Surprise Out-of-Network Bills for Hand and Upper Extremity Trauma Patients

Chao Long, Gongliang Zhang, Kavya K. Sanghavi, Cecil Qiu, Kenneth R. Means, Aviram M. Giladi

Research output: Contribution to journalArticlepeer-review


Purpose: Patients may receive surprise out-of-network bills even when they present to in-network facilities. Surprise bills are common following emergency care. We sought to characterize and determine risk factors for surprise billing in hand and upper extremity trauma patients in the emergency department (ED). Methods: We used IBM MarketScan data to evaluate hand and upper extremity trauma patients who received care in the ED from 2010 to 2017. Our primary outcome was the surprise billing incidence, defined as encounters in in-network EDs with out-of-network claims. We used descriptive and bivariate analyses to characterize surprise billing and used multivariable logistic regression to evaluate independent factors associated with surprise billing. Results: Of 710,974 ED encounters, 97,667 (14%) involved surprise billing. The incidence decreased from 26% in 2010 to 11% in 2017. Mean coinsurance payments were higher for surprise billing encounters and had double the growth from 2010 to 2017 compared to those without surprise billing. Receiving care from different provider types—especially therapists, radiologists, and pathologists, as well as hand surgeons—was associated with significantly higher odds of surprise billing. Transfer to another facility was not significantly associated with surprise billing. Conclusions: Although the incidence of surprise billing decreased, more than 10% of patients treated in an ED for hand trauma remain at risk. Coinsurance for surprise billing encounters increased by twice as much as encounters without surprise billing. Patients requiring services from therapists, radiologists, pathologists, and hand surgeons were at greater risk for surprise bills. The federal No Surprises Act, passed in 2020, targets surprise billing and may help address some of these issues. Clinical relevance: Many hand and upper extremity patients requiring ED care receive surprise bills from various sources that result in higher out-of-pocket costs.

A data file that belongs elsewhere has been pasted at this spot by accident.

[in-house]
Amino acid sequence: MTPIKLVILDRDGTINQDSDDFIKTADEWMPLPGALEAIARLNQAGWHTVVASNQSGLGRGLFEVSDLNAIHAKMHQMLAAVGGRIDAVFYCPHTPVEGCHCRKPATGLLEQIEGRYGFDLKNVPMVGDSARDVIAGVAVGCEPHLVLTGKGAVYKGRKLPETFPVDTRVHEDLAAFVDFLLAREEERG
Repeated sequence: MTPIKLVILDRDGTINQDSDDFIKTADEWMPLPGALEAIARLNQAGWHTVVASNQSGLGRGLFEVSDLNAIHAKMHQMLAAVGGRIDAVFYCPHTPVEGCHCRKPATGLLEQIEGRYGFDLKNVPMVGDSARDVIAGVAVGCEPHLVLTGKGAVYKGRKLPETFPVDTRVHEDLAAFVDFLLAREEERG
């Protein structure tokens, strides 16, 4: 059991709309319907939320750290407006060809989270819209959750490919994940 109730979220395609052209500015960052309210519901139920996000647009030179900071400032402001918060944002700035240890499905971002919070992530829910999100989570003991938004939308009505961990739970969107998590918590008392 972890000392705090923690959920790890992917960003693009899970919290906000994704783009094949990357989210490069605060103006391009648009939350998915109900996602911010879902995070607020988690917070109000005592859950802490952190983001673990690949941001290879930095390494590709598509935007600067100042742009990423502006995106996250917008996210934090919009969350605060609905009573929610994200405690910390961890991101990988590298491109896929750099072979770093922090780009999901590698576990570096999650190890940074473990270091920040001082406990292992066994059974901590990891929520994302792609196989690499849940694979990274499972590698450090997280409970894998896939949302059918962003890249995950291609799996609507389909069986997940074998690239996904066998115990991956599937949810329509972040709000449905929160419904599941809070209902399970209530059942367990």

Original languageEnglish (US)
JournalJournal of Hand Surgery
StateAccepted/In press - 2021
Externally publishedYes


  • Hand trauma
  • health policy
  • insurance
  • out-of-network
  • surprise billing

ASJC Scopus subject areas

  • Surgery
  • Orthopedics and Sports Medicine


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